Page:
That is to say, Article 39 imposes a moral duty on the state to ensure equal distribution of material resources in the interest of the people, and prevent accumulation of wealth in the hands of a single person or only a few. Whereas the fundamental right says that keep property as much as you want, because keeping property is a fundamental right.

⚫ Now the government had the same problem that if they do, they should do what they say, then they should say what. Because the social, economic and educational condition of the country was not good. And if some extra effort was not made by the government, then the situation was not going to improve.

In such a situation, the government had to do something, the Bihar government brought the Bihar Land Reforms Act 1950 so that the property of the landlords could be taken away and distributed among the poor or that property could be used for social reform.

But a landlord named Kameshwar Singh did not like that having property is a fundamental right, so why is the government snatching it away! That’s why Kameshwar Singh challenged this law in Patna High Court.

And in the case of Kameshwar Singh v. State of Bihar (1951), the Patna High Court declared this law unconstitutional as it violated a fundamental right.

⚫ Another similar case is the case of Champakam Dorairajan v. State of Madras, 1951.

When the Madras government made arrangements for reservation for different classes in the medical college keeping in mind the directive principles of policy, then due to this arrangement a Brahmin girl named Champakam Dorairajan could not get admission. So he filed a petition in the Madras High Court regarding the violation of his fundamental rights.

Champakam Dorairajan argued that this cannot be done under Article 15, 16 and Article 29(2). Because this is a violation of fundamental rights.

Citing Article 46 of the DPSP, the government said that since seats can be reserved on its basis, that is why it was done. And Article 37 also says right here that it  will be the duty of the state to implement it  .

Supreme Court Said that the reservation given on the basis of community violates the fundamental rights, therefore the state cannot make arrangements for reservation on the basis of caste or religion in the matter of admission, because it violates Article 16(2) and Article 29(2).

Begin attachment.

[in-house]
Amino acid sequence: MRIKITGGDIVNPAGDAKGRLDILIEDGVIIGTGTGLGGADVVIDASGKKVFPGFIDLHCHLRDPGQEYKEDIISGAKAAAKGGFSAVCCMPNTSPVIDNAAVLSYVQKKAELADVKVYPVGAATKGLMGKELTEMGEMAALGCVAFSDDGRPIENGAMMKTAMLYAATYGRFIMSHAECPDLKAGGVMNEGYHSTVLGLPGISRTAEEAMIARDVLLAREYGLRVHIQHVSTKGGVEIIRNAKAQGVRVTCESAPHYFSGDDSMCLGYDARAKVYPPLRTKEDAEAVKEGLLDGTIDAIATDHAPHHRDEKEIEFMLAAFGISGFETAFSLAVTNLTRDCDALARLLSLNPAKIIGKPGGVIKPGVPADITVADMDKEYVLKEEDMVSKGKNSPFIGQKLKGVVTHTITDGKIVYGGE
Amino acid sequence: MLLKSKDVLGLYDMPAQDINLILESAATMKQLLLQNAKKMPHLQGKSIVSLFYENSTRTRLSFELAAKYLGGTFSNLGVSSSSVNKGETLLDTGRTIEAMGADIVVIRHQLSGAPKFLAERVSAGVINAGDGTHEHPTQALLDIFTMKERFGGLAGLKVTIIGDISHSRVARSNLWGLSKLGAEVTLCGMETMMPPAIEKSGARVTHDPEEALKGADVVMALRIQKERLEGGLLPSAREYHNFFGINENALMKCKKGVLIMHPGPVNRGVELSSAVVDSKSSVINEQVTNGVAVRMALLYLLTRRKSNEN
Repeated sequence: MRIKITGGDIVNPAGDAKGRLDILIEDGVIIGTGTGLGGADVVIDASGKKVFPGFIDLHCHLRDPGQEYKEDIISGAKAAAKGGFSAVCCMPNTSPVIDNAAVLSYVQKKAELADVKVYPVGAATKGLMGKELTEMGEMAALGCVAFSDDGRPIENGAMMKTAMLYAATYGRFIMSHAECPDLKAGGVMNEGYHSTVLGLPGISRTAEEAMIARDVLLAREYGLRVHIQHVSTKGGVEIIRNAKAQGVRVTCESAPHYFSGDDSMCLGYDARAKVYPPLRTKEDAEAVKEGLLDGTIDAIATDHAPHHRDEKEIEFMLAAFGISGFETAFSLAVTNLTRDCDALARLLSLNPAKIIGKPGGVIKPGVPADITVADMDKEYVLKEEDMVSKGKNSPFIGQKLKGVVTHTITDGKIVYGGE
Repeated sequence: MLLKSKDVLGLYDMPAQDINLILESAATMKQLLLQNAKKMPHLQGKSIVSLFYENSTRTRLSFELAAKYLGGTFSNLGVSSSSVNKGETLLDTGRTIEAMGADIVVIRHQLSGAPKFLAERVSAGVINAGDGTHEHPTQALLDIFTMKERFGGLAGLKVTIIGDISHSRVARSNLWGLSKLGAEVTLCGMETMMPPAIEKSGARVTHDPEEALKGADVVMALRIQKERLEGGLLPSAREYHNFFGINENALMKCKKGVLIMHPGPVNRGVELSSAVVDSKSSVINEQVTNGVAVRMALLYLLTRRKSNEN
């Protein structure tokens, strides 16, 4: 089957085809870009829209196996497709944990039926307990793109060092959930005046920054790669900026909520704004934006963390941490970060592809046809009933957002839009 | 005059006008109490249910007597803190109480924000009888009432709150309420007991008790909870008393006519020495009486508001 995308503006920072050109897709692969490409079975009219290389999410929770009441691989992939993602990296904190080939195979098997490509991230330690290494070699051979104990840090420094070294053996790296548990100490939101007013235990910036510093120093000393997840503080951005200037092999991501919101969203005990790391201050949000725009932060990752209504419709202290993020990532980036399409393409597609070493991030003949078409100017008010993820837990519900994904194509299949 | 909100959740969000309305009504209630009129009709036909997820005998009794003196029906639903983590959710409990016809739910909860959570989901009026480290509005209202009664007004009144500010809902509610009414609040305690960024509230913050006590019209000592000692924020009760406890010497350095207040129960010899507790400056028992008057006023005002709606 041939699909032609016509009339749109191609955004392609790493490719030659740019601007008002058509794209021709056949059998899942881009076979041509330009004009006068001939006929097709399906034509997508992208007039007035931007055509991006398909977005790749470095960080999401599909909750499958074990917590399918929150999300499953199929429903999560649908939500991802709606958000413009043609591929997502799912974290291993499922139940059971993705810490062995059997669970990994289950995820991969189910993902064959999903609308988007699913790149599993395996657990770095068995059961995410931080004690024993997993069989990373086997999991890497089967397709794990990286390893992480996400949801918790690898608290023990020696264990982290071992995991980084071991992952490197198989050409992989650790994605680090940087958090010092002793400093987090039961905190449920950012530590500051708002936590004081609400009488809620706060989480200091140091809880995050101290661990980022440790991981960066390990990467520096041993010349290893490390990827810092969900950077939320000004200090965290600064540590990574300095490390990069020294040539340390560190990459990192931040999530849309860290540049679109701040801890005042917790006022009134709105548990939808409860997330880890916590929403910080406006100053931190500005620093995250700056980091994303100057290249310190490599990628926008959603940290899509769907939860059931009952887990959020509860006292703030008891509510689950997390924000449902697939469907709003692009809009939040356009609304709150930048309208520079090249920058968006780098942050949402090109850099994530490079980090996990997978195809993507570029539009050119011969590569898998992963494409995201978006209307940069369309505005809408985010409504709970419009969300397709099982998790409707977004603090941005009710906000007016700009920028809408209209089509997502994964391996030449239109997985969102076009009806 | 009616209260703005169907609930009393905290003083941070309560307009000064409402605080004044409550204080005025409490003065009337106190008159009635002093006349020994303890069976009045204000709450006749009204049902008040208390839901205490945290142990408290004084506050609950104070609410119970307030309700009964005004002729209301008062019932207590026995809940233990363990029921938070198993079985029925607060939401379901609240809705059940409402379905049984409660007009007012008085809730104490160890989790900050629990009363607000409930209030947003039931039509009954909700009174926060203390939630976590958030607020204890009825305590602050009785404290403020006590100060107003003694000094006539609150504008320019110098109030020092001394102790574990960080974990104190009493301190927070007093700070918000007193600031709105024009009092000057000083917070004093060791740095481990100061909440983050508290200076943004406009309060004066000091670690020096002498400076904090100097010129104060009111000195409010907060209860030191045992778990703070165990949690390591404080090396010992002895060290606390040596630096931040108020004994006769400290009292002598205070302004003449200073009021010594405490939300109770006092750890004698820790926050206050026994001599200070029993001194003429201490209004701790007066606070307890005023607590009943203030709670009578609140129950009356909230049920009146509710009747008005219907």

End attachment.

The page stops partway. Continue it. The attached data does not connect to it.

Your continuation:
Overall, the Supreme Court made it clear that whenever there is a conflict between the Fundamental Rights and the Directive Principles of Policy, then in that situation only the Fundamental Rights will be considered effective and not the DPSP.

In this way, it was finalized in the month of April in 1951 that now if the government does something on the basis of DPSP, then the fundamental rights will come in the way every time as an obstacle and when it goes to the Supreme Court, only the fundamental rights will win. And the goal of socialism will never be fulfilled.

The Prime Minister of that time,  Jawaharlal Nehru,  who was a leader of a  socialist ideology , understood that now the constitution would have to be amended.

And thus the first constitutional amendment came into existence, under which Article 31A and Article 31B were inserted in the Constitution. With the help of Article 31A , land acquisition was made easy and the court should not interfere in it, hence Ninth Schedule was made under Article 31B.

⚫ In this way the effect of Article 31 and Article 19(1)(f) was diluted. But as the central and state governments started implementing land reforms, these laws were also challenged.

Shankari Prasad case, Sajjan Singh case, Golaknath case, Kesavananda Bharti case are some very famous cases.

This was not enough that in 1971, Indira Gandhi’s government inserted Article 31C in the Constitution to implement Article 39(b) and (c) with the help of the 25th Constitutional Amendment Act.

Overall, the government was getting very upset because almost all the cases went to the court. So the government weakened Article 31, Article 19(1)(f) etc. as much as possible.

⚫ Emergency was imposed in 1975 and in 1976 Indira Gandhi amended every provision she wanted to do. However, he did not remove Article 31 and Article 19(1)(f) from the Fundamental Rights.

This work was done by the government of Morar ji Desai. When Morar ji Desai came to power in 1977 after the Emergency, he made the 44th amendment to the constitution in 1978 and Article 31 and Article 19(1)(f) were removed from the fundamental rights.

Article 31 was subsumed under Article 300A and thus it ceased to be a constitutional right.

⚫ Overall The 44th Constitutional Amendment in 1978 removed this right from the list of “Fundamental Rights” because it posed several challenges to achieving the goal of socialism and equitable economic distribution.

Remember, the right to property is still available to citizens, but only as a legal right, not a fundamental one.

So hope you have understood Article 31. To understand other paragraphs, you can use the link given below.

⚫ Article-31 (a) – Constitution of India
⚫ Article-31 (b) – Indian Constitution
⚫ Article-31 (c) – Indian Constitution

So overall this is Article 31, I hope you have understood. To understand other article, you can use the link given below.

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Disclaimer - The articles and their interpretations presented here are based on the original Constitution (latest edition), DD Basu's commentary on the Constitution (mainly) and various scholars of the Constitution (whose writings are available in newspapers, magazines and audio-visuals on the Internet). We have just tried to make it interesting and easy to understand.